There's an easy careers lesson to be culled from the drama of last night's Top Chef finale. Also—a not-so-easy lesson about frank humility and self-effacement at work.
Stephanie Izard, a chef from Chicago, won the crown after months of high-stress kitchen competition. For Izard, it was competition, rather than combat. For some of the others, it was combat. That's the easy lesson—fellow finale contestant Lisa Fernandes was argumentative and abrasive, and her conceit was onerous. She may have skated through to the final show, but there was no way that she would win.
The more complicated lesson has to do with Richard Blais, who faced the judges after the meal was complete and indicated that in cooking his meal—which had drawn neither raves nor hard censure—he had "choked a little." The judges looked dumbfounded. That such a talented chef would, at the most significant moment, fail to cook his best—and then fail to champion the work he'd done—was a shock.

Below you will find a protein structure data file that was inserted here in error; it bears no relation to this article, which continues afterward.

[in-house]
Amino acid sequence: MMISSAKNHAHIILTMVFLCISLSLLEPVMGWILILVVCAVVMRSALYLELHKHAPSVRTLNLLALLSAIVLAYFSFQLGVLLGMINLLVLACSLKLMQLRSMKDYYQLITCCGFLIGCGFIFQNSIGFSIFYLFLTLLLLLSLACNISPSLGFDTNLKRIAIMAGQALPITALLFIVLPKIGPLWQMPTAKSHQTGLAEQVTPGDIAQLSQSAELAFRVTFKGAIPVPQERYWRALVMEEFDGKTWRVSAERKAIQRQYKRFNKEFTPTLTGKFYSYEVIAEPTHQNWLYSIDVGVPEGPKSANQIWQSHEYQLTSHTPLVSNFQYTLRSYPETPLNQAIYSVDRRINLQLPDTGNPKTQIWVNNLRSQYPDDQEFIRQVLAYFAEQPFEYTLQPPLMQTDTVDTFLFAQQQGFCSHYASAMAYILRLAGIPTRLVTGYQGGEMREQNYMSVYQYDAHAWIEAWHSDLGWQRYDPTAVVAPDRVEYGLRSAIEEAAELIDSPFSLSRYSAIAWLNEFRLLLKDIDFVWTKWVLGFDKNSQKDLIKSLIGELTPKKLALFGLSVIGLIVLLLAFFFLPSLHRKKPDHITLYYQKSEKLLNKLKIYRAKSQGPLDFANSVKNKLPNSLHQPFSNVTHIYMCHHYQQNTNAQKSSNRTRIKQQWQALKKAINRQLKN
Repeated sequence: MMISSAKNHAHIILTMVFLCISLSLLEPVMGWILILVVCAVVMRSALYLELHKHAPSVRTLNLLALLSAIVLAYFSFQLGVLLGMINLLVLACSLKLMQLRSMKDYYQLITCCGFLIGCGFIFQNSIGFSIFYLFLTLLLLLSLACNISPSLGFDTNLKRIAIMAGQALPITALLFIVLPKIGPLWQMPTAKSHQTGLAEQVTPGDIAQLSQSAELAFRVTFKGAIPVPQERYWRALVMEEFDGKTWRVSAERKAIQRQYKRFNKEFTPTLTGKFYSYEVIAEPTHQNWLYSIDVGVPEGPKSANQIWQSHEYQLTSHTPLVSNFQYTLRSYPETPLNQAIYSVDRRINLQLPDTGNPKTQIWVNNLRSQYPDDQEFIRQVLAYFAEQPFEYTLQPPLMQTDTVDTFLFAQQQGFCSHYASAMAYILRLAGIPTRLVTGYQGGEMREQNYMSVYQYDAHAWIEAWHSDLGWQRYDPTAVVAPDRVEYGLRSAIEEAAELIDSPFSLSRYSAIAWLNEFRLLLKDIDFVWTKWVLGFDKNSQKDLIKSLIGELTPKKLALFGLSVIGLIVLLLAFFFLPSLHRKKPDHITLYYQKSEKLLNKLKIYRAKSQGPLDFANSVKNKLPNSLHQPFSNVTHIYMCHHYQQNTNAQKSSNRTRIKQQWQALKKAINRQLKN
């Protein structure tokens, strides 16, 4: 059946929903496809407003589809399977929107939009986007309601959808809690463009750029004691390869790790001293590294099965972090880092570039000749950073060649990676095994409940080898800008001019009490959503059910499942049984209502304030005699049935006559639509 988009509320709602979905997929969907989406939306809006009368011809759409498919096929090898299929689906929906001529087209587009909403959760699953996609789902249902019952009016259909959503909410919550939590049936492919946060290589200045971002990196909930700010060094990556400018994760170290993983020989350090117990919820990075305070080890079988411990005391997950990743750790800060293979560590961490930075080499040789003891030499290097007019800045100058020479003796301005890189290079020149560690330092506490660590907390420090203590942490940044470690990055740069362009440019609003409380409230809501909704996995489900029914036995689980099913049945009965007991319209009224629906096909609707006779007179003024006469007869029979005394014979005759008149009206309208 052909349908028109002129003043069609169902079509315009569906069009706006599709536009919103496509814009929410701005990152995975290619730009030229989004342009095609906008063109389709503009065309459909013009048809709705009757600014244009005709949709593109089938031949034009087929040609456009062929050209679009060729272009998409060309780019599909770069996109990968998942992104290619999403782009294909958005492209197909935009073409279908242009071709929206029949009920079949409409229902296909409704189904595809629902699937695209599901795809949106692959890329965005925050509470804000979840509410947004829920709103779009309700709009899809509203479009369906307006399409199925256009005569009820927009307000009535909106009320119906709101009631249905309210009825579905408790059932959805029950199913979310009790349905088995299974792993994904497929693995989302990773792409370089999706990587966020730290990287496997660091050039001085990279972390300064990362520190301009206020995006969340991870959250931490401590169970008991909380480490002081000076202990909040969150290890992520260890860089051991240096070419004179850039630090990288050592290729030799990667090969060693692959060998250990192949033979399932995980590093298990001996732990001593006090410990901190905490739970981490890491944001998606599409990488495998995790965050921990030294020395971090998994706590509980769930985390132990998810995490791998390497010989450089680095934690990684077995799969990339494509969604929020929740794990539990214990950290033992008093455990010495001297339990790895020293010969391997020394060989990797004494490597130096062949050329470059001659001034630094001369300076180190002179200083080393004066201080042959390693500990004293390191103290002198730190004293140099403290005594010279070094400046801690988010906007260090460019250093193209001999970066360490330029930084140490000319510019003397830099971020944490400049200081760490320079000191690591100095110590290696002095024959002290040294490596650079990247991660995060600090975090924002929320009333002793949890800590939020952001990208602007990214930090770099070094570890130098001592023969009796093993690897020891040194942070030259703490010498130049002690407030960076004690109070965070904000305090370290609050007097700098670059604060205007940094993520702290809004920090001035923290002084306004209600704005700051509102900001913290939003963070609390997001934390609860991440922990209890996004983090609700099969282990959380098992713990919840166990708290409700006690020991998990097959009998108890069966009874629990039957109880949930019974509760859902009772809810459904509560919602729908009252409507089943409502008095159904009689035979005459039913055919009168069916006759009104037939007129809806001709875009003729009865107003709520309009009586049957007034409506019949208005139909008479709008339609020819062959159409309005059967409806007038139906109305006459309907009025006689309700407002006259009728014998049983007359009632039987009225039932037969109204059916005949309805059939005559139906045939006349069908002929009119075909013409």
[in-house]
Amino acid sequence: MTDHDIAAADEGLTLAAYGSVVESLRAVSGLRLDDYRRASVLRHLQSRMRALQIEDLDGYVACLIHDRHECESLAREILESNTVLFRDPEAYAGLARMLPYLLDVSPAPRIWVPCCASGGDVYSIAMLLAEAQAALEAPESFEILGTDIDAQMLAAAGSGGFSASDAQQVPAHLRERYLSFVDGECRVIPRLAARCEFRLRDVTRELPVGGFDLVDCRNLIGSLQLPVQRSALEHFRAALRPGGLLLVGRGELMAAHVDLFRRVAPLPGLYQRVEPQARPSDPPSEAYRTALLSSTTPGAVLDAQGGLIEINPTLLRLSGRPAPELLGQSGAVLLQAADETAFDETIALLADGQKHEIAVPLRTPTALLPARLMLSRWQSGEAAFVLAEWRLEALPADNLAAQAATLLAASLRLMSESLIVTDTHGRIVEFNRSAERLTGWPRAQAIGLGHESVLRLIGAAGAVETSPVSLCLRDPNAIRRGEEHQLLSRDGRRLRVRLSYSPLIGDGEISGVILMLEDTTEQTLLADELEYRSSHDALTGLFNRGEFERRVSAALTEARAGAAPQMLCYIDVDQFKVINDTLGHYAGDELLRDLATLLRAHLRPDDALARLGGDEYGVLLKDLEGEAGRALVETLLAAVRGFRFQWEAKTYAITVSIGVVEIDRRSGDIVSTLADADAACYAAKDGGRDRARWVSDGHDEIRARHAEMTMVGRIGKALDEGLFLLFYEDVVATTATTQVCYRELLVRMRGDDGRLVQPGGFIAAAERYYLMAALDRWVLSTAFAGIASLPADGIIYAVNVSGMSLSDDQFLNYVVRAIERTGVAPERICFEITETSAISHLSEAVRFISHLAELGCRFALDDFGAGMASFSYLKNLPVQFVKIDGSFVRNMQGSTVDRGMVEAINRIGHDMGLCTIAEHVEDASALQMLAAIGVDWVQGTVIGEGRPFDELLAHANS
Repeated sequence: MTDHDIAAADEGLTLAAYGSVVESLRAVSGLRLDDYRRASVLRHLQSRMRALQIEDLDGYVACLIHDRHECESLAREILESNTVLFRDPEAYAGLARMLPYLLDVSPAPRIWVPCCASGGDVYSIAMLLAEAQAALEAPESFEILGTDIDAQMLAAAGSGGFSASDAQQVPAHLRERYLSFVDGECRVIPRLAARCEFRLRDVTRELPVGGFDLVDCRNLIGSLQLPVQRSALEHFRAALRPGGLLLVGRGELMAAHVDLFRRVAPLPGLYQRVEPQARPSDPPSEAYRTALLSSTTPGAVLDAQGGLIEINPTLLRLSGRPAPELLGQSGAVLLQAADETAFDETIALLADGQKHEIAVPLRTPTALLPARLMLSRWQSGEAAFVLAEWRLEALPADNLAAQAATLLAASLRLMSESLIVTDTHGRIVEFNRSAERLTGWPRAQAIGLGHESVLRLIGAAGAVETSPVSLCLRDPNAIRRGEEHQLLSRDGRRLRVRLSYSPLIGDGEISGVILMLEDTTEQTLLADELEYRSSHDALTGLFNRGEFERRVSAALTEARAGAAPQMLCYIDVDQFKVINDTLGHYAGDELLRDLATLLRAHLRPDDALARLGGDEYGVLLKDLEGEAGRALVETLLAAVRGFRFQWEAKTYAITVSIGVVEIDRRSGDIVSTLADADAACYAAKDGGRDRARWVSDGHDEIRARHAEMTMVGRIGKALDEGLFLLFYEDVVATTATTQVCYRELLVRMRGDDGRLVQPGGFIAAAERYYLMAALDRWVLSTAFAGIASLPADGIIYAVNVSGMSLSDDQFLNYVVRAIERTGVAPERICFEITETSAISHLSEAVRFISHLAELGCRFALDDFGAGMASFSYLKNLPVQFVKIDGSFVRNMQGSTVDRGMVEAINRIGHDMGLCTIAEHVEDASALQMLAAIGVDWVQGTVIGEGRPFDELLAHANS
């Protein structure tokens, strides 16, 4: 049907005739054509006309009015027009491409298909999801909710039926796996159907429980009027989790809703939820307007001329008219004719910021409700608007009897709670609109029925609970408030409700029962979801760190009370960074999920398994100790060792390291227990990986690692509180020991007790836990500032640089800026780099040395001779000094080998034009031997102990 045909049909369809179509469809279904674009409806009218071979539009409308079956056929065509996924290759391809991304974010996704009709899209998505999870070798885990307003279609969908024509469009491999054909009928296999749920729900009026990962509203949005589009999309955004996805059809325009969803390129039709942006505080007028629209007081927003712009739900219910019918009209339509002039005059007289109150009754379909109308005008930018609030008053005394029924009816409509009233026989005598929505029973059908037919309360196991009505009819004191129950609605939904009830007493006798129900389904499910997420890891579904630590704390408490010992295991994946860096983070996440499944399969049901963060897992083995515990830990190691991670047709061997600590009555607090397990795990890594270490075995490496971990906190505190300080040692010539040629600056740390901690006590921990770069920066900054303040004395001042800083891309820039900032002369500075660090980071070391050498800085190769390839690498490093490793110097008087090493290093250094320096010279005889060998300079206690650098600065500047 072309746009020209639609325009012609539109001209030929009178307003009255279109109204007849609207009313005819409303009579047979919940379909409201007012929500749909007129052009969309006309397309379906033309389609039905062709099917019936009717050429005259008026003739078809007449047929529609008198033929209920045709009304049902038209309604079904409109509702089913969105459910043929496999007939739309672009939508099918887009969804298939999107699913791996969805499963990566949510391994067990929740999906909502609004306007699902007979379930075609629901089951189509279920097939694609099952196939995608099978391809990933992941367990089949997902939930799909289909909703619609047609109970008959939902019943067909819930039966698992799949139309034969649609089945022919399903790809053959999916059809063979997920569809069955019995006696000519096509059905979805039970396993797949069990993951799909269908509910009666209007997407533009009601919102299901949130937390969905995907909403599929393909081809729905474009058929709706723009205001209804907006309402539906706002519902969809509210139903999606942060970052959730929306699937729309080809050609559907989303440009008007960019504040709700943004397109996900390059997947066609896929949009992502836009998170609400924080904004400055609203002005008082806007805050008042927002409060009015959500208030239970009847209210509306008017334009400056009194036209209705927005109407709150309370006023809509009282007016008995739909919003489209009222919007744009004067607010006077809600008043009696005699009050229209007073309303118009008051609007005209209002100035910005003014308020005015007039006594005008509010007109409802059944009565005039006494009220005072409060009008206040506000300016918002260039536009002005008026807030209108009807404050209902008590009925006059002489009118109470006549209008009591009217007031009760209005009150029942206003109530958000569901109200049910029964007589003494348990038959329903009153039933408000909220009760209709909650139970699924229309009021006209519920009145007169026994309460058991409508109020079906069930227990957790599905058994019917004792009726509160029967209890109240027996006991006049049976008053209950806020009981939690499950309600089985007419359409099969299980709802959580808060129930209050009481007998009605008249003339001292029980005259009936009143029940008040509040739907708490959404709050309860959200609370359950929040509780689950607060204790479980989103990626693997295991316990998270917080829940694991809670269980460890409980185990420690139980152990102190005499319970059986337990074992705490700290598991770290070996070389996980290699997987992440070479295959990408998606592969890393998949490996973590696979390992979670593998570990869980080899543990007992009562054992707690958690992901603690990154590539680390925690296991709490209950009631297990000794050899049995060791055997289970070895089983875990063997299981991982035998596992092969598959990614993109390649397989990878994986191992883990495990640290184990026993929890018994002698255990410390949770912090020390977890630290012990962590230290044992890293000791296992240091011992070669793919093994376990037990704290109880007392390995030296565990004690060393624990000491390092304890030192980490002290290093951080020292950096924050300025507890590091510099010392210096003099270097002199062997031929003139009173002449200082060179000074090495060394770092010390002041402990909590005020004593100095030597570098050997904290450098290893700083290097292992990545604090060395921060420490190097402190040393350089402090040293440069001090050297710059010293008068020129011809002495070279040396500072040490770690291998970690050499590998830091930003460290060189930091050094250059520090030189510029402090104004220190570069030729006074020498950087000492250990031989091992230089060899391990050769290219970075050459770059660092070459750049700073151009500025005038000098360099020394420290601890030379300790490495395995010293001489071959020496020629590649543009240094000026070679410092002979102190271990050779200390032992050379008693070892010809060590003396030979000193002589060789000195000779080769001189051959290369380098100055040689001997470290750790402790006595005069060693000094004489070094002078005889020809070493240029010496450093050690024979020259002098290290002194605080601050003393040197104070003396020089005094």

I think there are some workplaces or situations where Richard's frankness would draw praise, so I can't wholly condemn what was, most likely, a fair concession: He wasn't at his best. But in many places, particularly competitive ones, you do your best or nearly your best, and you don't apologize for it. You defend your successes and minimize the damage of mistakes, rather than highlight them. Stephanie was great at this—if a judge pointed out that she'd missed on a dish and she agreed, she would briefly acknowledge the miss. It was just enough to show her own self-knowledge, but never so much that she had the judges dwelling on her shortcomings. She also knew when she'd nailed a dish. She'd say so, without a hint of the bravado that handicapped some of her colleagues.
It's important to hang on to a bit of pride at work—particularly after you've made a mistake. Never lie, never evade, don't make excuses—but move forward. (For further wisdom on this topic, see this excellent Outside Voices blog entry from Ask a Manager's Alison Green).